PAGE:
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(learned orally and from Lift Every Voice, edited by Irwin Silber;
words and music by Sam Goldberg)

(staff with melody)

There's something in your face, Michael, that wasn't there before
It's something queer that wasn't there when first you went to war
    It's just the army life, mother, the drill, the left, the right,
    That puts the stiffenin' in your spine, and locks your jaws up tight.

There's something in your heart, Michael, that makes you wake at night,
And when I hear you moanin' so, it trembles me with fright.
    It's just a man I killed, mother, a mother's son like me,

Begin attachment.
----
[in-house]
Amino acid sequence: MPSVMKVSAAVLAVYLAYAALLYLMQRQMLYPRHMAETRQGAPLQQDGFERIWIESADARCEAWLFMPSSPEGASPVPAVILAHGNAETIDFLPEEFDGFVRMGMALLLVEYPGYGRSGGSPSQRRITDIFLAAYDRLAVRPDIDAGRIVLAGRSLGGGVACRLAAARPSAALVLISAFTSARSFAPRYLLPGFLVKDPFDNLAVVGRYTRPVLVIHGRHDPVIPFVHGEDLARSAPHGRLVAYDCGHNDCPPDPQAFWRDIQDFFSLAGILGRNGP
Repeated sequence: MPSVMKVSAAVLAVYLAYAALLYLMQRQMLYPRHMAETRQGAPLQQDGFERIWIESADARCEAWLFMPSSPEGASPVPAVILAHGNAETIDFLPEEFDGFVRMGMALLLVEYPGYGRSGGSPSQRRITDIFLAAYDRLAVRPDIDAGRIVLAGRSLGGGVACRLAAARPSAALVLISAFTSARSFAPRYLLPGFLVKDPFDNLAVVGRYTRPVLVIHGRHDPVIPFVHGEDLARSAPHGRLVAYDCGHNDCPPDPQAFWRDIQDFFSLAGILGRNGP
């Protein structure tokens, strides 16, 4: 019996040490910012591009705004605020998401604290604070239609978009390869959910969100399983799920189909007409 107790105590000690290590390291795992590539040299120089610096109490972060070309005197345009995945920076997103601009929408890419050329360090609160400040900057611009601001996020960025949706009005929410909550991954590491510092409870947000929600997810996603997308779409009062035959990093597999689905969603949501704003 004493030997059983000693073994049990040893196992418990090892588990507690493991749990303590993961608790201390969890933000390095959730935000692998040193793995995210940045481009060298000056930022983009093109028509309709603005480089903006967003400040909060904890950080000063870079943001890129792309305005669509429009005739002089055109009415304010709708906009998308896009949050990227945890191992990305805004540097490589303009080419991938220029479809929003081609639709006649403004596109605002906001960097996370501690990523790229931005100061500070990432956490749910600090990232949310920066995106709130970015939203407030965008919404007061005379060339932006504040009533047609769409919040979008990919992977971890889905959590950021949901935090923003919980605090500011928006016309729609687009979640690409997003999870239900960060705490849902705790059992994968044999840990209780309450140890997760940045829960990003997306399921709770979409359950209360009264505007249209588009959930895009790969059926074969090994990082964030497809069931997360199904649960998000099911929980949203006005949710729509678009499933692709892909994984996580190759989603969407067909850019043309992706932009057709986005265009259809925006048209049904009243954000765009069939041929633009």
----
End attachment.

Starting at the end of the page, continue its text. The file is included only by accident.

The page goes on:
It seems he's always haunting me and will not let me be.

But maybe he was bad, Michael, and maybe it was right
To kill the enemy you hate in fair and honest fight.
    But I did not hate at all, mother, he never done me harm,
    I think he was a lad like me who worked upon a farm.

Then what's it all about, Michael, why did you have to go?
A simple, gentle lad like you, and we were happy so?
    It's them that's up above, mother, it's them that sits and rules,
    We have to fight the wars they make, it's we who are the fools.

And when will it all end, Michael, and when will fighting cease?
And simple folk can live and love and till the soil in peace?
    It's comin' soon, and soon, mother, it's nearer ev'ry day,
    When only those who work and sweat will have a word to say;
    When all who earn their honest bread in ev'ry land and soil
    Will claim the brotherhood of man, the comradeship of toil;
When we the people all demand, What are we fighting for?
It's then will end that stupid crime, the devil's madness, war.

(from miriam berg's folksong collection)